In light of the recent E-Coli outbreak, the following earlier research report from Weber State University bears repeating.
Weber State University Publishes Annual Research Report
The U.S. lags behind other countries in essential oil research. Any information coming out of research within the U.S. is welcomed indeed.
Weber State University, has recently published its Annual Research Report on Essential Oils. The mission of the work is to identify which oils, and/or combination of oils are effective against disease-causing microorganisms.
The study also compared the effectiveness of two often used antibiotics, Penicillin and Ampicillin, with 4 essential oils (two single oils and two blends) against 2 bacteria with known high morbidity rates, Escherichia coli (E-Coli) and Staphylococcus aureus. The four essential oils are Cinnamon, Oregano, Immupower and Purification.
The results clearly show all 4 oils superior to both Penicillin and Ampicillin in their ability to kill the microorganisms. In the case of Penicillin, lysis (disintegration) of E-Coli did not occur. Apparently this generation of bacteria strain is totally resistant to Penicillin. Interestingly, the kill rate with essential oils went up dramatically as more of the oil was added. This same effect, however, did not occur when more of the antibiotics were added.
With national attention focused on E-Coli bacteria outbreaks, we want to share a portion of another Weber State Study with you that deals with this killer. To understand the numbers next to each oil below, it is necessary to know something of how the study was conducted.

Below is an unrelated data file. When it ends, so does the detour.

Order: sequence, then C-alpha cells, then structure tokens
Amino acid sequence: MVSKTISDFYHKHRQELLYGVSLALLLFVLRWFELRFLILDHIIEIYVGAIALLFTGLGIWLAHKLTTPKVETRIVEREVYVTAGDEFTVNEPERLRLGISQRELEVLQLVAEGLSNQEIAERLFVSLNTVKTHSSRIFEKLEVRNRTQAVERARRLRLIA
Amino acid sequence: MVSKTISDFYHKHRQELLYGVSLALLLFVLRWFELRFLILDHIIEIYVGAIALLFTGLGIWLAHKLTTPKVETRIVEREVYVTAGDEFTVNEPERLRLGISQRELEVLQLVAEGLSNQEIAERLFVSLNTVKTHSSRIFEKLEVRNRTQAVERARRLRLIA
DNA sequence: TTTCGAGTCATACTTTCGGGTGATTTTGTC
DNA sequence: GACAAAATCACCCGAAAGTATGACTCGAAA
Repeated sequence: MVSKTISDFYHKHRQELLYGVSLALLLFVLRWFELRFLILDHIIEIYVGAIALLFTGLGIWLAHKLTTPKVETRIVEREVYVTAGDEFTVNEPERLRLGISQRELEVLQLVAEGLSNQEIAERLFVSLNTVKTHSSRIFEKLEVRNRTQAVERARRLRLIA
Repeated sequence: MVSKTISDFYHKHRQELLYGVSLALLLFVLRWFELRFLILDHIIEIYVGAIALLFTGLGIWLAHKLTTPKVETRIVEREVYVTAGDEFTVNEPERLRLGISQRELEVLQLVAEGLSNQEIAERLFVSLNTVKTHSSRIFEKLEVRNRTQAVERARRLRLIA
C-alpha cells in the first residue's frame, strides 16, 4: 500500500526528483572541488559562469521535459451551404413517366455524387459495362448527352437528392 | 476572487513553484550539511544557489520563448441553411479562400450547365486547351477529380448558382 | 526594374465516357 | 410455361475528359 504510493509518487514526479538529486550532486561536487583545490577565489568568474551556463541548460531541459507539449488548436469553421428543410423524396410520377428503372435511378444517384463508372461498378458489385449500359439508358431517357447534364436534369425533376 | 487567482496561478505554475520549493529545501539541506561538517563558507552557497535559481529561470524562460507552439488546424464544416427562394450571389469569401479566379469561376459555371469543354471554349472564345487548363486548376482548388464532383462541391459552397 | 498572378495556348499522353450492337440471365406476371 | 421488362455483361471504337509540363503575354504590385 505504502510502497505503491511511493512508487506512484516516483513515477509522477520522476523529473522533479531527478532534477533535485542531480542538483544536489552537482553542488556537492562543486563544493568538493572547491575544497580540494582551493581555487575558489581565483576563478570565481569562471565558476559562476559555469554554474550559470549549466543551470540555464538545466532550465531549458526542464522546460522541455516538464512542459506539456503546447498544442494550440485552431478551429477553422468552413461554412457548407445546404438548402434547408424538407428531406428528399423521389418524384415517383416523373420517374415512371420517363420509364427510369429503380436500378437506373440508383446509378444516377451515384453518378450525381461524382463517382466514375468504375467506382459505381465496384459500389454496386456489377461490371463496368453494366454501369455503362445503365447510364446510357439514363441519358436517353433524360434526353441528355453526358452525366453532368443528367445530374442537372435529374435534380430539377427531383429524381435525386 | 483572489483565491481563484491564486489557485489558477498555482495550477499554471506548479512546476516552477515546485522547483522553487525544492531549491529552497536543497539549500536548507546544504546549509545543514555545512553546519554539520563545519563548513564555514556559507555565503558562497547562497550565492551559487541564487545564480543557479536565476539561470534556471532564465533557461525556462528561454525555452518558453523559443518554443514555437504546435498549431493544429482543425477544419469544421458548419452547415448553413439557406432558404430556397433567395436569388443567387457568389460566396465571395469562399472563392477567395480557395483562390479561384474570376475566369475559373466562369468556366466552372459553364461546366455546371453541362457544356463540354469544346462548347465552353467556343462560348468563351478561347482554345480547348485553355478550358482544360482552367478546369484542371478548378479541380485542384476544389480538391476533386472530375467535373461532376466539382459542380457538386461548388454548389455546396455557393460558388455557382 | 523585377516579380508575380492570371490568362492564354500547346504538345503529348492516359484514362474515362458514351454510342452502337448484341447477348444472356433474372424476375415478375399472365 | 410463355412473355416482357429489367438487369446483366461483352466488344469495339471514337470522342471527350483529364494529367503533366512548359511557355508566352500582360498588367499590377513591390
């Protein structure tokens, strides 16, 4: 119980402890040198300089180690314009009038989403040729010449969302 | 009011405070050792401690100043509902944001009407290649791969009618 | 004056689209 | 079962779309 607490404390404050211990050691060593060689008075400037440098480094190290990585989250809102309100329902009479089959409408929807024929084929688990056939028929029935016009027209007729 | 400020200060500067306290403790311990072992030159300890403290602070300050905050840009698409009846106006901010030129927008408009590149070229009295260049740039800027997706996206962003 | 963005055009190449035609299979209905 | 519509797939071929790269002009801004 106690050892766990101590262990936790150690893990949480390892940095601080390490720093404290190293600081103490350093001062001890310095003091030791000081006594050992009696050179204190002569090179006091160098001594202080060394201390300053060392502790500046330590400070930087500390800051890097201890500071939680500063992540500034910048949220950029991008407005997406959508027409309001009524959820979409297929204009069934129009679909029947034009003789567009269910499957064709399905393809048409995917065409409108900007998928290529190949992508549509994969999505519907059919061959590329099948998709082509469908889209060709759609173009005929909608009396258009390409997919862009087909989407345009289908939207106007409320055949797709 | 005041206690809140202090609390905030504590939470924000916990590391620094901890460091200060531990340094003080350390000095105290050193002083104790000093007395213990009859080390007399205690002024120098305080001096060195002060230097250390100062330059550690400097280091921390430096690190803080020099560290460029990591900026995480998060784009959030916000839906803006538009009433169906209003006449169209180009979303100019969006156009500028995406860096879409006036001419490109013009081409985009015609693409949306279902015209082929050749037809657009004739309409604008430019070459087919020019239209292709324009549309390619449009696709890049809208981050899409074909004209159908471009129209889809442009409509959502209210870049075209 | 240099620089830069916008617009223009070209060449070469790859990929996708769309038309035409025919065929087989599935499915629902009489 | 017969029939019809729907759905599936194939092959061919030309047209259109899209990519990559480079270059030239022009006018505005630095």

A small piece of paper infiltrated with essential oil was placed in a petri dish infected with Escherichia coli. After a period of incubation, examination revealed a dark circle around the paper indicating lysis (disintegration) of the E-Coli. The diameter or size of the dark circle is demonstrative of the kill ratio and referred to as the “Zone of Inhibition” (Through replication, researchers know that E-Coli cannot grow in this zone).
Measured in millimeters (mm), the Zone of Inhibition was noted for each of 67 different oils tested. There were nine oils with a Zone of Inhibition measuring 25 mm or larger, meaning these oils are most effective against E-Coli.
* Rosewood 40 mm
* Cinnamon Bark 32 mm
* Peppermint 30 mm
* Thyme 30 mm
* Ravensara 30 mm
* Oregano 30 mm
* Mtn. Savory 30 mm
* Lavender 25 mm
This is wonderful news as one begins to speculate how commerce might employ these oils to insure the safety of our food supply. One in particular, Peppermint oil, caught our attention. Already in use as a food additive, health conscious consumers may consider spraying countertops, sinks, fruits and vegetables with Peppermint oil diluted in water, as a safeguard against the possibility of E-Coli infected food.
The Weber State study is important because it confirms that essential oils play a vital role in the health and well-being of mankind.
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